The use of agrobiodiversity by indigenous and traditional agricultural communities in: Adapting to climate change
Platform for Agrobiodiversity Research, May 2010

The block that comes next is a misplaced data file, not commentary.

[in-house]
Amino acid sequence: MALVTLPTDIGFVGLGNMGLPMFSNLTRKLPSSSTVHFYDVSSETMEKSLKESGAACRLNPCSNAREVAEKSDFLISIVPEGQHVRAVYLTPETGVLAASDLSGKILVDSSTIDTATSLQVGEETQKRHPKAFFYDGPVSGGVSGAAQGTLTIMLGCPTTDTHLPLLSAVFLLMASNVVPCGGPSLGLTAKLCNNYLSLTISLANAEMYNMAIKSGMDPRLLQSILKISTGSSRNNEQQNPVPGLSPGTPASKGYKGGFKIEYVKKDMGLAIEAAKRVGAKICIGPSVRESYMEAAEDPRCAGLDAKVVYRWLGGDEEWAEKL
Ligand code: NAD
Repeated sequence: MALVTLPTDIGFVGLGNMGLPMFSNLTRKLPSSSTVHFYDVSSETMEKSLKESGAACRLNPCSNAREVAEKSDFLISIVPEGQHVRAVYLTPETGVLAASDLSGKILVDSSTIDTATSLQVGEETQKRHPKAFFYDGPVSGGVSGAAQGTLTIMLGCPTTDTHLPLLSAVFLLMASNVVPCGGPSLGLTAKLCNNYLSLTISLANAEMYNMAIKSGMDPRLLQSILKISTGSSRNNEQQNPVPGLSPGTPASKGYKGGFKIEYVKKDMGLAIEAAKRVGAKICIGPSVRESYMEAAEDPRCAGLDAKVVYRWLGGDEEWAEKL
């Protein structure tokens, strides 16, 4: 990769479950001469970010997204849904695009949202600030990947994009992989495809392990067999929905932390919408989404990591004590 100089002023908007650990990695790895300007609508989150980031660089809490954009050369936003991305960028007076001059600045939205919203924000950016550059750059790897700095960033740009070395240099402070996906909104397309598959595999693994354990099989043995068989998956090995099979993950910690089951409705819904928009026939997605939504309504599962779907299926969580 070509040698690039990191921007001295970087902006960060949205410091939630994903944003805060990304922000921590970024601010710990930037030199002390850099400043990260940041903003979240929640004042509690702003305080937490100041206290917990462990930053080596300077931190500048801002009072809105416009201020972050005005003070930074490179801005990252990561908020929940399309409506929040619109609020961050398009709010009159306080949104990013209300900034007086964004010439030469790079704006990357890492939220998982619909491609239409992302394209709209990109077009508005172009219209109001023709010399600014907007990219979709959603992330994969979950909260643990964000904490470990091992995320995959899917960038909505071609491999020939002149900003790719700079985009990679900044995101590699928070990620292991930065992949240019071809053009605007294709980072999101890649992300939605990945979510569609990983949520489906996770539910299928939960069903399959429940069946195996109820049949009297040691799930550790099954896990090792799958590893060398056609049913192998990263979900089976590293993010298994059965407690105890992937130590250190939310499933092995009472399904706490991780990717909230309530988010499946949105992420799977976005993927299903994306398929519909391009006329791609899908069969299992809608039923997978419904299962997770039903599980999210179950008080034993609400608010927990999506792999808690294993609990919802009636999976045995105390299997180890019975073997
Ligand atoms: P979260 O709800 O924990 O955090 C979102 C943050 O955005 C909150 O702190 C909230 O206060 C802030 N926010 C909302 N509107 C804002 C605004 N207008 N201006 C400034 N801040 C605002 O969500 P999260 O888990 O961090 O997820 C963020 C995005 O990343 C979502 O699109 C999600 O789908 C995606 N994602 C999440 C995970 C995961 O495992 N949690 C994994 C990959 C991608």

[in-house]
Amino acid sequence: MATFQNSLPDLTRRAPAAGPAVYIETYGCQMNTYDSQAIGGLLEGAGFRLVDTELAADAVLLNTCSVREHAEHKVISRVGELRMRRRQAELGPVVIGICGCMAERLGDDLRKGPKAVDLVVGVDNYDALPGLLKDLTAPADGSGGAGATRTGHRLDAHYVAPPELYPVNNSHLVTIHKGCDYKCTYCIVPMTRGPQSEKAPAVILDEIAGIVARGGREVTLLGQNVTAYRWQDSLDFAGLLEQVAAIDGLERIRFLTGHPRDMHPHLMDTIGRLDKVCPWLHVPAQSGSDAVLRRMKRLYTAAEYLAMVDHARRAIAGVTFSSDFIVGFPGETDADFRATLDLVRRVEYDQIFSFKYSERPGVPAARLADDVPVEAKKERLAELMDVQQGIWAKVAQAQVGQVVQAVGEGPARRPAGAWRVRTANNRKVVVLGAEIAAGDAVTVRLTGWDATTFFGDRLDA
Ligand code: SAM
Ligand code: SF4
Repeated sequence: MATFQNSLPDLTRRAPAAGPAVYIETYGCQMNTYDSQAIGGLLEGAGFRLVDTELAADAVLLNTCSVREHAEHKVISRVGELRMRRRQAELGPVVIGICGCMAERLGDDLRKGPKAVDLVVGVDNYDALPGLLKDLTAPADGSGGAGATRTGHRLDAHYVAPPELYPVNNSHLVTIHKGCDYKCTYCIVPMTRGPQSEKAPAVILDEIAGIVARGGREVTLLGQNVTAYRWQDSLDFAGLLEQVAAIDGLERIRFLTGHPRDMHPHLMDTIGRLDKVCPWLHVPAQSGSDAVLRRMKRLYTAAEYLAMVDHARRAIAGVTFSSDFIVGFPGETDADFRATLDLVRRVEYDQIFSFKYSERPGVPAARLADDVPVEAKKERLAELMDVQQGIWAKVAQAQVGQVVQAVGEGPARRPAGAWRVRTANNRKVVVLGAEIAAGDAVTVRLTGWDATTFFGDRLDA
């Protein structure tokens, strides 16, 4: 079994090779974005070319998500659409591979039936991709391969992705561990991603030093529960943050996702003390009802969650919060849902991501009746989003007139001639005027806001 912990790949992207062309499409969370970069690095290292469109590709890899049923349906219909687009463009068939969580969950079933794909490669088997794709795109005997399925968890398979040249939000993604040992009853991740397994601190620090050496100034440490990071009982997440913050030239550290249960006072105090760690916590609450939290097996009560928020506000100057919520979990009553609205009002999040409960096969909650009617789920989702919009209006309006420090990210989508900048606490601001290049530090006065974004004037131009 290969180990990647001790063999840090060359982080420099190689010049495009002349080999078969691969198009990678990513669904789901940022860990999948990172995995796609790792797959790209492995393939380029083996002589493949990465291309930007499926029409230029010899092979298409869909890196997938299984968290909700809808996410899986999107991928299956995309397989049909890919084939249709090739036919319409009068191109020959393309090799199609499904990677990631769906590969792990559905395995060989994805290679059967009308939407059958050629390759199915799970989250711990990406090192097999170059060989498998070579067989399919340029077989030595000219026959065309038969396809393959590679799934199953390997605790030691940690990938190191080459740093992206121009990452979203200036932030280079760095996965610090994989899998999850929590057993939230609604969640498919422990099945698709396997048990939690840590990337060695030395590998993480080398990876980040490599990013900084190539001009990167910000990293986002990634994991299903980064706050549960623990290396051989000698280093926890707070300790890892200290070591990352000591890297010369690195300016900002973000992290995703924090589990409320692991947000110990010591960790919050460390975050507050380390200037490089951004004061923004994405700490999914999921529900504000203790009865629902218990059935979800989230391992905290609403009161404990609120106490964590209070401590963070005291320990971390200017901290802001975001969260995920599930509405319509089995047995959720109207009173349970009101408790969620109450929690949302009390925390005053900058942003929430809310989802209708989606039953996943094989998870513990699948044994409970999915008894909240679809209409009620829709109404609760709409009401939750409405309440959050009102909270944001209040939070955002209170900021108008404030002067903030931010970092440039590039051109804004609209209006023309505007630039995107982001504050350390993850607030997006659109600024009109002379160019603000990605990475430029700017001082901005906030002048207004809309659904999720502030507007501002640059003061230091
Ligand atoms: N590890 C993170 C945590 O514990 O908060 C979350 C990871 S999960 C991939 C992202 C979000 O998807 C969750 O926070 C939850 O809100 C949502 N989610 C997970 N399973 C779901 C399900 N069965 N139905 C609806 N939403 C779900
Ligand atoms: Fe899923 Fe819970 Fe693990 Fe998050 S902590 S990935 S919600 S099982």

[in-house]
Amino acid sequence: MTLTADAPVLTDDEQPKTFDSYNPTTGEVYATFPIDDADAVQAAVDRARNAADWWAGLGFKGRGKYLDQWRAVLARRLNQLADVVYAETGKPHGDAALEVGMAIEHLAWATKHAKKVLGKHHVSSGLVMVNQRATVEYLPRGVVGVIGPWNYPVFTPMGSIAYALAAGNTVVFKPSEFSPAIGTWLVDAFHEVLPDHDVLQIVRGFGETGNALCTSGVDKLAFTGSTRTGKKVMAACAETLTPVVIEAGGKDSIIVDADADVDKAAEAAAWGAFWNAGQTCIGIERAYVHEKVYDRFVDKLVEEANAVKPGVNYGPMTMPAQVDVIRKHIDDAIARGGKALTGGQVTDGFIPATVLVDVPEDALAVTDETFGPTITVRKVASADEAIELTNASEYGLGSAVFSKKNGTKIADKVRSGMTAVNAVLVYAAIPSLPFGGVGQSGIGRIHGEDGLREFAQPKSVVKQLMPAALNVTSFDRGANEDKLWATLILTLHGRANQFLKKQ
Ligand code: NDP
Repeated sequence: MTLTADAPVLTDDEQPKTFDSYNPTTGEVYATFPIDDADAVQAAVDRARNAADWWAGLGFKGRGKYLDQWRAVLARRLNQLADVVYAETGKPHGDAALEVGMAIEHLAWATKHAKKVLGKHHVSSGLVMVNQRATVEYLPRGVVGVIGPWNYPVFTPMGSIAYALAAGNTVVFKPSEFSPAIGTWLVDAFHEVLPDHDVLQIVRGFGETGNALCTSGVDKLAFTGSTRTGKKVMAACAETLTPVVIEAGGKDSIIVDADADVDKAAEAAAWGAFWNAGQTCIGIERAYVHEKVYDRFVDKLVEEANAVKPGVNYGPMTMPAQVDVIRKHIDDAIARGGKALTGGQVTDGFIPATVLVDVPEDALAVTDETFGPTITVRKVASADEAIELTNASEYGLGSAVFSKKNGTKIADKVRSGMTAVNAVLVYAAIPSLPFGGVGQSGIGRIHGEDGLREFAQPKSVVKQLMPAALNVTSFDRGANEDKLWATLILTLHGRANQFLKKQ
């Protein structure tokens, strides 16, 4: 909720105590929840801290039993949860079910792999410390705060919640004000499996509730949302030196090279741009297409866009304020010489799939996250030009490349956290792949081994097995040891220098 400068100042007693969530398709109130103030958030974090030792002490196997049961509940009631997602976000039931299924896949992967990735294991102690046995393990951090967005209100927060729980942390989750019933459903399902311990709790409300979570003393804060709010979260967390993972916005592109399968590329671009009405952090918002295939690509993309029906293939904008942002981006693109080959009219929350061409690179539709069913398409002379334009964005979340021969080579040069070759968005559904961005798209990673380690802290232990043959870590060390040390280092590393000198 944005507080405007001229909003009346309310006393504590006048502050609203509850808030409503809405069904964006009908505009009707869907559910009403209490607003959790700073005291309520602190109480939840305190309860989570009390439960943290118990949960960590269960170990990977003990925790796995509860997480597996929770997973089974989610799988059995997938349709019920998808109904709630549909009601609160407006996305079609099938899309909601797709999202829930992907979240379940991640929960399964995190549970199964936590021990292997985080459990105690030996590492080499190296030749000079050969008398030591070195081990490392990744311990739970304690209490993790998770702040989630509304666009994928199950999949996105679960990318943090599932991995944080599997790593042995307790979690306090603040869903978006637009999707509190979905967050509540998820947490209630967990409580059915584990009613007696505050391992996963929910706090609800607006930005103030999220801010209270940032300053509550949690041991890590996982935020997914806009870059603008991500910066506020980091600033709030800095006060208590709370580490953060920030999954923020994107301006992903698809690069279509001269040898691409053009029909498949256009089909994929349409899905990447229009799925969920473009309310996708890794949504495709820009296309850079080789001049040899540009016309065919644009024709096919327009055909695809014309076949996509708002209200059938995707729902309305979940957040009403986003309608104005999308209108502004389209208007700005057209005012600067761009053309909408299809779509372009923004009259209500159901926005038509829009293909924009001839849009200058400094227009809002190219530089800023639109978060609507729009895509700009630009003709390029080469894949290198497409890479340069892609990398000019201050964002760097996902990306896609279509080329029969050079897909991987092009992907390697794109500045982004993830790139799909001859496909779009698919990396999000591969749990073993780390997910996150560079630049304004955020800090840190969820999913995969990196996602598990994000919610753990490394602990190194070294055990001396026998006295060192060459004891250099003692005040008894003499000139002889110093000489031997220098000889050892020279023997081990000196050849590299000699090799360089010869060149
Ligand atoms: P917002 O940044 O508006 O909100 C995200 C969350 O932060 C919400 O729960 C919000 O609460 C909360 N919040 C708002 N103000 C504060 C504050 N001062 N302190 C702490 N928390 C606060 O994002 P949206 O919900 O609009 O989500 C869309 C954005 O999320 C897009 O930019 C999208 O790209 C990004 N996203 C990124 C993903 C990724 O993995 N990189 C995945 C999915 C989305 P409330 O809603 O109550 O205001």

Released at SBSTTA 14, this synthesis paper draws three general conclusions from the analysis of the different ways in which indigenous and traditional agricultural communities are coping with climate change. Firstly, adapting to climate change has usually involved a range of different actions at all three levels; ecosystem or landscape, farm or agricultural system, and involving both inter- and intra-specific diversity. Secondly, innovation based on both traditional knowledge and new information has been important, and social (e.g. community) cultural and political dimensions have played a key role. Thirdly, use of traditional crop and livestock species and varieties, with new materials where necessary, has been a common feature. From these follow a number of specific conclusions that can provide a basis for action to support adaptation by indigenous and traditional agricultural communities, including that: the need to adapt to climate change has often led to the revival of traditional practices and agricultural systems; and the continuous process of innovation required involves the use of traditional knowledge combined with access to new knowledge. Download the publication [pdf] …

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